Summer Tour Festival Preview -- Maroon 5's Touring Surge

Maroon 5 touring surge

At a point on the career arc when many pop-rock bands hit a wall, Maroon 5 is in the improbable position of having its biggest touring year ever.

The 2005 best new artist Grammy Award winner went clean on all 31 dates of the first leg of its North American arena tour, which wrapped April 6 in Chicago. Before that trek ended, tickets went on sale for the band's headlining role on this summer's Honda Civic tour, which encompasses 31 amphitheater dates Aug. 1-Oct. 6. Live Nation is the national tour promoter for both runs, and brought its considerable marketing clout to the party.

"Far and away this will be the biggest touring year the band has ever had," says Jordan Feldstein, Maroon 5's longtime manager.

Maroon 5 is touring in support of its fourth album, "Overexposed," a title that's clearly not apropos. Feldstein says solid ticket sales have always come in tandem with radio hits for Maroon 5, and the band's last U.S. tour, with Train in 2011, was hardly a dog. "It's hard to say we were ever at a bad point, because we were always selling 4,000-6,000 tickets [per show], even when we were in a 'slump,'" he says. Still, the band lacked consistency, a situation Feldstein says has changed due to two factors: frontman Adam Levine's TV gig on "The Voice" and Levine's decision to work with outside writers for Maroon 5 songs.

"Those two things changed the course of the band's career, and with that renewed radio success and renewed endorsement interest came the ability to go out and sell real tickets," Feldstein says. "I'm not going to say I wasn't biting my nails that first week when we put up the arena tour, but once I saw the reaction virally and our presales went up, I knew it was going to be big."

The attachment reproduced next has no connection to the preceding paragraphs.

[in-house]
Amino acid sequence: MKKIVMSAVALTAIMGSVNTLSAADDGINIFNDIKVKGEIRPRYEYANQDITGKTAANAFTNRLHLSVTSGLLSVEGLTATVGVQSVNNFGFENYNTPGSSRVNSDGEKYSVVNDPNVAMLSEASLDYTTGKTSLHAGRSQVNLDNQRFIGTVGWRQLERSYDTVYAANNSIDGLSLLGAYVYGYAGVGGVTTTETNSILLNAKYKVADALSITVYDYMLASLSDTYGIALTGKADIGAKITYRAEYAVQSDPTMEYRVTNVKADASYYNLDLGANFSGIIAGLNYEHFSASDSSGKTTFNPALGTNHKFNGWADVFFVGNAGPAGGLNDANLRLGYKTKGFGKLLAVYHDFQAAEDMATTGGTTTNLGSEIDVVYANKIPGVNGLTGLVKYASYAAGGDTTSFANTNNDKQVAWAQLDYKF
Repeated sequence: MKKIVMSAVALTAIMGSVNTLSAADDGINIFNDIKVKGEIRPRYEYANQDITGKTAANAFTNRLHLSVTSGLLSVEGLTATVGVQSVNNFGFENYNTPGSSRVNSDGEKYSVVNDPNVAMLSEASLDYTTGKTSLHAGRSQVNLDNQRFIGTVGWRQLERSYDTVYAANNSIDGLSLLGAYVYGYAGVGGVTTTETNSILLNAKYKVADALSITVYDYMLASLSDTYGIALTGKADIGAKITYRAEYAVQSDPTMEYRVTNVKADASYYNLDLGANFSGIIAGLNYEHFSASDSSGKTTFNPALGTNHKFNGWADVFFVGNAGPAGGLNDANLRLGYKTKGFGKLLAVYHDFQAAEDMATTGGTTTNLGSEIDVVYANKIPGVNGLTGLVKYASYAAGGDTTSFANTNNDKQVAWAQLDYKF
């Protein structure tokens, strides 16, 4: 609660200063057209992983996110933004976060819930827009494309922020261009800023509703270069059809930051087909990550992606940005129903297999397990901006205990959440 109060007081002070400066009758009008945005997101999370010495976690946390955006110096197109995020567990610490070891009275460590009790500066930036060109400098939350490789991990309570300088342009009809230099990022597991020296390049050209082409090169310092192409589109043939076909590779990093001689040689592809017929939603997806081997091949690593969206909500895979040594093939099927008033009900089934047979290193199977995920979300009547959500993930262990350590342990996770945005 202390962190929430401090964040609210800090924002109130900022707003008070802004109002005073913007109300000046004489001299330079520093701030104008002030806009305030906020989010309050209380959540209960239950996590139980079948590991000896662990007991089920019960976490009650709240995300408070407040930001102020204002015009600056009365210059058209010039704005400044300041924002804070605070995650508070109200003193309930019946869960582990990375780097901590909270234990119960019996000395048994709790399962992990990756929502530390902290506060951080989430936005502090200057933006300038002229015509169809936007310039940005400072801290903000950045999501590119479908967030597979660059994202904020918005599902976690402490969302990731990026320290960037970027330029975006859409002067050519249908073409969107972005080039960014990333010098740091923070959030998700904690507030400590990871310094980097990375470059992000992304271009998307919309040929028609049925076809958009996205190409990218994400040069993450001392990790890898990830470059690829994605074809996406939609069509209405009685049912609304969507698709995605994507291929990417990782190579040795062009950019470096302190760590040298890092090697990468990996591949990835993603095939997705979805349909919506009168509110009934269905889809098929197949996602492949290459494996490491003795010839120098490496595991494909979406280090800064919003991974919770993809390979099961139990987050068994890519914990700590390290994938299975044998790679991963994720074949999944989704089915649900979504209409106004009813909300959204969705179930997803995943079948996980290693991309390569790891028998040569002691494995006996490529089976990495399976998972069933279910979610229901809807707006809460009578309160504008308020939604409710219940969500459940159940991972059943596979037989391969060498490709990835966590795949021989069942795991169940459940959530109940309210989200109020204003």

Feldstein is part of the Artist Nation group of managers (formerly Front Line) that creates synergies with the resources of affiliates Live Nation and Ticketmaster in terms of strategic marketing muscle. Corporate partners also provide juice. "Monetarily, the sponsorships are amazing, but even from a pure marketing perspective we've had great partnerships," Feldstein says. "This is our second tour with Citi, and both times they've financed our ability to put a TV spot on 'The Voice,' which is unbelievably expensive to do, but obviously is such a huge driver for us."

Savvy packaging plays a role. Neon Trees and Owl City opened all shows on the first leg, and Kelly Clarkson supports on all dates for the Honda Civic tour.

Feldstein says that after this year's U.S. run, the band will take a year or two off from touring the States. "Luckily for us, we've built so much around the world that we can keep it going," he says. "We haven't toured Europe extensively yet. We'll go back to South America at some point, and then Asia/Australia, which per capita is probably our biggest market for touring. We're also planning on having a new record next year, too."


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